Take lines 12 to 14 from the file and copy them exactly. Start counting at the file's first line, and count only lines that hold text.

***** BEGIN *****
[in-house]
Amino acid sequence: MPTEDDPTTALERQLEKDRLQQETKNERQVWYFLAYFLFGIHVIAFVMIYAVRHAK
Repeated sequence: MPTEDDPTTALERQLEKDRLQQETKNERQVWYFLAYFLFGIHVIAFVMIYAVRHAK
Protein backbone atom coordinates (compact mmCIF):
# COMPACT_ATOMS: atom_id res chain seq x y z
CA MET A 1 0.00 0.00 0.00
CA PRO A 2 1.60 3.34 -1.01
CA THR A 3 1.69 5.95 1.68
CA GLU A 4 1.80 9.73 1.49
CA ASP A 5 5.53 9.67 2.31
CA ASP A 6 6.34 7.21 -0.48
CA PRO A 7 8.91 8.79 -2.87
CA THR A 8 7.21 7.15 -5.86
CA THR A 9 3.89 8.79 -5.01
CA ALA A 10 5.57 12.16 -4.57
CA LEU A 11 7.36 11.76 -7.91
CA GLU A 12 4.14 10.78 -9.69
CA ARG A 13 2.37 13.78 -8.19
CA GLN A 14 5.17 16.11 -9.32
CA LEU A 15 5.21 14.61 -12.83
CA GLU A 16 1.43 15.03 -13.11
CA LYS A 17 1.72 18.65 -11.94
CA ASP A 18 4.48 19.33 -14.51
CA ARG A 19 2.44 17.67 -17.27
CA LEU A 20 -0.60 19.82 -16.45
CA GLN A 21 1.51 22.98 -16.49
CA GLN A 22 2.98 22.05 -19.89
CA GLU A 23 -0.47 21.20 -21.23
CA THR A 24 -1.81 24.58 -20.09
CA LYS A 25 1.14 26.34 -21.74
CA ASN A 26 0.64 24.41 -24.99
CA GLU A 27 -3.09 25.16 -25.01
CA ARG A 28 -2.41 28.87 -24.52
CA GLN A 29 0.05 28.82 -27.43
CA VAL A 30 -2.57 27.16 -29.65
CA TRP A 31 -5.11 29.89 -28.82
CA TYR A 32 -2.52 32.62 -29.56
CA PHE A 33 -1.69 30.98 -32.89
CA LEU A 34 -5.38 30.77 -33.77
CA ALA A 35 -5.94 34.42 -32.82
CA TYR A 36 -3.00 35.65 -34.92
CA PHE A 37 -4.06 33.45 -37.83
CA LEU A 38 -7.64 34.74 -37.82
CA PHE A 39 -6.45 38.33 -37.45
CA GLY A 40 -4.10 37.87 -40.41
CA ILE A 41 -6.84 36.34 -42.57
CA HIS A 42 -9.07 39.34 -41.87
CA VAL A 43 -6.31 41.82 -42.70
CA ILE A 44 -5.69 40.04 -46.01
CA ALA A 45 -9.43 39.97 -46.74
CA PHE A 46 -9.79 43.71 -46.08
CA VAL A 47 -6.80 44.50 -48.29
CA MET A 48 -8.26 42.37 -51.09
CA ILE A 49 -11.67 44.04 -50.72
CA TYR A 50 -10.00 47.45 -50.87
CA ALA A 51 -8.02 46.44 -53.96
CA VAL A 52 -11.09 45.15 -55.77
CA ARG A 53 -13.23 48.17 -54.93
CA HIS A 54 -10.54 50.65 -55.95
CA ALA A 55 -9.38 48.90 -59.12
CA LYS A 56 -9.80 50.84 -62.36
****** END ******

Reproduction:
CA PRO A 7 8.91 8.79 -2.87
CA THR A 8 7.21 7.15 -5.86
CA THR A 9 3.89 8.79 -5.01